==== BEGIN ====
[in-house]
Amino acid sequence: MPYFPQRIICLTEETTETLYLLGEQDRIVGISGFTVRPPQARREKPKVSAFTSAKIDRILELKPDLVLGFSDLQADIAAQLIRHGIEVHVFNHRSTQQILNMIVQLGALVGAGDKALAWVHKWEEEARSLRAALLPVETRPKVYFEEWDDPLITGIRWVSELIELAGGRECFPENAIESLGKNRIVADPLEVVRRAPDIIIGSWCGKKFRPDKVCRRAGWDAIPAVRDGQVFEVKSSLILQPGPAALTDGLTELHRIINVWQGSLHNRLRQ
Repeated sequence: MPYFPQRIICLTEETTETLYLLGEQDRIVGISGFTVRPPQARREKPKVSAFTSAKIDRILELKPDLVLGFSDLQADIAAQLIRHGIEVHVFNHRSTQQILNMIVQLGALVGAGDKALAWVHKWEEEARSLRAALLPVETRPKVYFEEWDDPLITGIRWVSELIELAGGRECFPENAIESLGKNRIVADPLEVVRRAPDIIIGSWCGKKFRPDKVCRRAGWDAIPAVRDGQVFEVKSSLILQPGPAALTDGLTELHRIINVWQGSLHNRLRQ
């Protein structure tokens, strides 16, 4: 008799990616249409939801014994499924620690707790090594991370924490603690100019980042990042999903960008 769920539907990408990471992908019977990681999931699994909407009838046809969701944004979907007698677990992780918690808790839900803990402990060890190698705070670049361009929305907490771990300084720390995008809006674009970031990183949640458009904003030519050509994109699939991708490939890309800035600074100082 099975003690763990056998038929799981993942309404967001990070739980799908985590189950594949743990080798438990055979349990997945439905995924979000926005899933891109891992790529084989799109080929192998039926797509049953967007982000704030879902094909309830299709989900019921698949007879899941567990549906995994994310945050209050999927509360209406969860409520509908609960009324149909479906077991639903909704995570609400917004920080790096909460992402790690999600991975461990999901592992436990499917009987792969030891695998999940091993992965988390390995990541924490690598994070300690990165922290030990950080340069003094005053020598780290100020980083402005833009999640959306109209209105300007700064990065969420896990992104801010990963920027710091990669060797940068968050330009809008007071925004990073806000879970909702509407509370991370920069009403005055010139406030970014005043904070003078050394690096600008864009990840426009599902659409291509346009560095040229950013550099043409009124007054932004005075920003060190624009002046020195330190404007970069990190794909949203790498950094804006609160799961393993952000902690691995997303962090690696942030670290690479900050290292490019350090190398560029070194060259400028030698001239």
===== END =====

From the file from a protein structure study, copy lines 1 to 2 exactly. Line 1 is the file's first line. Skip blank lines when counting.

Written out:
[in-house]
Amino acid sequence: MPYFPQRIICLTEETTETLYLLGEQDRIVGISGFTVRPPQARREKPKVSAFTSAKIDRILELKPDLVLGFSDLQADIAAQLIRHGIEVHVFNHRSTQQILNMIVQLGALVGAGDKALAWVHKWEEEARSLRAALLPVETRPKVYFEEWDDPLITGIRWVSELIELAGGRECFPENAIESLGKNRIVADPLEVVRRAPDIIIGSWCGKKFRPDKVCRRAGWDAIPAVRDGQVFEVKSSLILQPGPAALTDGLTELHRIINVWQGSLHNRLRQ